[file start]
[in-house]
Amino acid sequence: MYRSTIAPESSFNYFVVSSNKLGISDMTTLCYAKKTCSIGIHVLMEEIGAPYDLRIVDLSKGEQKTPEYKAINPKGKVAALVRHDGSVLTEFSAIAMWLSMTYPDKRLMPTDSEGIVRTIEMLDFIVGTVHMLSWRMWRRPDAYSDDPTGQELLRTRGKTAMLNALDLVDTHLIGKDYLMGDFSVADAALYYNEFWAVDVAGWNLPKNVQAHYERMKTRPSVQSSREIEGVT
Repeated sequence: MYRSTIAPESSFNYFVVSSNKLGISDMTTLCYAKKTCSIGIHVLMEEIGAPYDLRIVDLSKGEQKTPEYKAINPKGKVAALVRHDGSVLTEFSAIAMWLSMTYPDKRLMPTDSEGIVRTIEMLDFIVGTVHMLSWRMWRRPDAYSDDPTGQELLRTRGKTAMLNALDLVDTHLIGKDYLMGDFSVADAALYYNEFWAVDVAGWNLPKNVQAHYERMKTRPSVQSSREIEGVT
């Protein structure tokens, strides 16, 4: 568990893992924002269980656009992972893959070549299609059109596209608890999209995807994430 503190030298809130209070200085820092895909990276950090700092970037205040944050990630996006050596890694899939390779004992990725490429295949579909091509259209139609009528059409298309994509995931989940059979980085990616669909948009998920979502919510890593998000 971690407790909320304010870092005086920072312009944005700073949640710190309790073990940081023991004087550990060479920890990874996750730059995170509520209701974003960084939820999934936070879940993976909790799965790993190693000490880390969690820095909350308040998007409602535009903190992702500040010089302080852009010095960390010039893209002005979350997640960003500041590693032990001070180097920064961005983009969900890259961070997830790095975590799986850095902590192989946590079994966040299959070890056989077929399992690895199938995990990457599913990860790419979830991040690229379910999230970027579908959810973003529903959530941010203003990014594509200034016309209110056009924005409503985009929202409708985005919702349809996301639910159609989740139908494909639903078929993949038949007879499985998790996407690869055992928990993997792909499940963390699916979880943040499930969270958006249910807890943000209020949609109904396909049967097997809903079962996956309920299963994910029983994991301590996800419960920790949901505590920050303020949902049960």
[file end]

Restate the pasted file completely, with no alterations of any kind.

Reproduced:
[in-house]
Amino acid sequence: MYRSTIAPESSFNYFVVSSNKLGISDMTTLCYAKKTCSIGIHVLMEEIGAPYDLRIVDLSKGEQKTPEYKAINPKGKVAALVRHDGSVLTEFSAIAMWLSMTYPDKRLMPTDSEGIVRTIEMLDFIVGTVHMLSWRMWRRPDAYSDDPTGQELLRTRGKTAMLNALDLVDTHLIGKDYLMGDFSVADAALYYNEFWAVDVAGWNLPKNVQAHYERMKTRPSVQSSREIEGVT
Repeated sequence: MYRSTIAPESSFNYFVVSSNKLGISDMTTLCYAKKTCSIGIHVLMEEIGAPYDLRIVDLSKGEQKTPEYKAINPKGKVAALVRHDGSVLTEFSAIAMWLSMTYPDKRLMPTDSEGIVRTIEMLDFIVGTVHMLSWRMWRRPDAYSDDPTGQELLRTRGKTAMLNALDLVDTHLIGKDYLMGDFSVADAALYYNEFWAVDVAGWNLPKNVQAHYERMKTRPSVQSSREIEGVT
């Protein structure tokens, strides 16, 4: 568990893992924002269980656009992972893959070549299609059109596209608890999209995807994430 503190030298809130209070200085820092895909990276950090700092970037205040944050990630996006050596890694899939390779004992990725490429295949579909091509259209139609009528059409298309994509995931989940059979980085990616669909948009998920979502919510890593998000 971690407790909320304010870092005086920072312009944005700073949640710190309790073990940081023991004087550990060479920890990874996750730059995170509520209701974003960084939820999934936070879940993976909790799965790993190693000490880390969690820095909350308040998007409602535009903190992702500040010089302080852009010095960390010039893209002005979350997640960003500041590693032990001070180097920064961005983009969900890259961070997830790095975590799986850095902590192989946590079994966040299959070890056989077929399992690895199938995990990457599913990860790419979830991040690229379910999230970027579908959810973003529903959530941010203003990014594509200034016309209110056009924005409503985009929202409708985005919702349809996301639910159609989740139908494909639903078929993949038949007879499985998790996407690869055992928990993997792909499940963390699916979880943040499930969270958006249910807890943000209020949609109904396909049967097997809903079962996956309920299963994910029983994991301590996800419960920790949901505590920050303020949902049960």